That’s followed by services PMI reports from both S&P and ISM as well as factory orders data from the US Census Bureau.

And then we’ll get the minutes from the Federal Open Market Committee’s June meeting at 2:00 p.m.

Markets are closed for literal fireworks on Thursday, of course.

This week’s grand finale is the BLS report on the employment situation for June, including the number of new jobs created, the unemployment rate, and hourly wages.

Other incoming data reveal some cooling.

This data speaks directly to our central bankers’ mandate, so they and we must pay at least some attention.

deep dive

It’s a Rate-Decreasing Environment

And it’s time to update allocation decisions.

Paul Harris says we should be prepared for rising volatility as the US presidential campaign heats up into the summer and the fall.

With the first debate of the season already behind us even before the two major parties’ quadrennial conventions, this is gonna be a long one.

That doesn’t necessarily mean “bad,” particularly for investors, traders, and speculators.

In fact prediction markets make these types of things even more interesting for people who think in terms of price and how to get paid.

But how should we think about this election, in this market, in this environment?

Harris, who co-founded Harris Douglas Asset Management in 2019, notes that the US has grown substantially faster than the rest of the world in the post-COVID period – though that outperformance has come with a cost: inflation.

It’s come down from its peak but the last 1 percent is going to be the most difficult, Harris observes. And that has the Federal Reserve in a difficult position – one made even more difficult because of the presidential election cycle.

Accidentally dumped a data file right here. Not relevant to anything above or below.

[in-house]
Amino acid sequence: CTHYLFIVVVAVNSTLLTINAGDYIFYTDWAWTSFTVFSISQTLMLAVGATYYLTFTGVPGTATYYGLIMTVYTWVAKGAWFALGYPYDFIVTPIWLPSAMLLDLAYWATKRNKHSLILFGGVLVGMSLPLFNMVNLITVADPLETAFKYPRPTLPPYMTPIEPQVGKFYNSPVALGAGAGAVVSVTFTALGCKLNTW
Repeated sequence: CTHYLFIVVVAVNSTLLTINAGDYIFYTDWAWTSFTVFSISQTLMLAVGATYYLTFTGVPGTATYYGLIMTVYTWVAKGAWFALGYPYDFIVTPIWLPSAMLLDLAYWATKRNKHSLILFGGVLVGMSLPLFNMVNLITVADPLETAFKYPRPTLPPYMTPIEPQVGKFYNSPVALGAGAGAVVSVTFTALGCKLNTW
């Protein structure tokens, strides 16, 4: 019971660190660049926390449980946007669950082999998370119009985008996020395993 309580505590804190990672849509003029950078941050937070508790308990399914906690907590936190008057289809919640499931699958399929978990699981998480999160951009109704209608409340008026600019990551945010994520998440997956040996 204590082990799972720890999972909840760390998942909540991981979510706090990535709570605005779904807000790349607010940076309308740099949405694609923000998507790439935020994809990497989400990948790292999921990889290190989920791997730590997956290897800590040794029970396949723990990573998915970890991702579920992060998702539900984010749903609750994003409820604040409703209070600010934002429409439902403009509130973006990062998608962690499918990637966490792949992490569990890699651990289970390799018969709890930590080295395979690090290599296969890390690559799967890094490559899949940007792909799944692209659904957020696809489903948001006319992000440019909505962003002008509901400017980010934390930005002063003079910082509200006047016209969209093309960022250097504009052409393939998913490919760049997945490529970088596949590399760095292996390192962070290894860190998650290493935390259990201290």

There are signs the economy is cooling, but to act in July or in September risks criticism that central bankers are favoring the candidate of one party over the candidate of the other.

US GDP growth has exceeded the rest of the world by a significant margin in the post-COVID-19 period.

Bottom line, according to Harris: “I think they probably will cut at least once this year, maybe not twice.

“But I think the US is slowing down like the rest of the globe. And I think that's the issue.”

For investors, traders, and speculators that means “we're no longer in a rate-increasing environment.”

“I think we're really in a rate-decreasing environment,” Harris says.

And people have to think about such an environment very differently when it comes to asset classes and investment decisions.

deep dive |
July 2, 2024

It’s a Rate-Decreasing Environment


US Energy Independence Gets Even More Real

We should agree on some basic terms of discussion.

This is a good headline: U.S. Energy Independence Set New Record In 2023.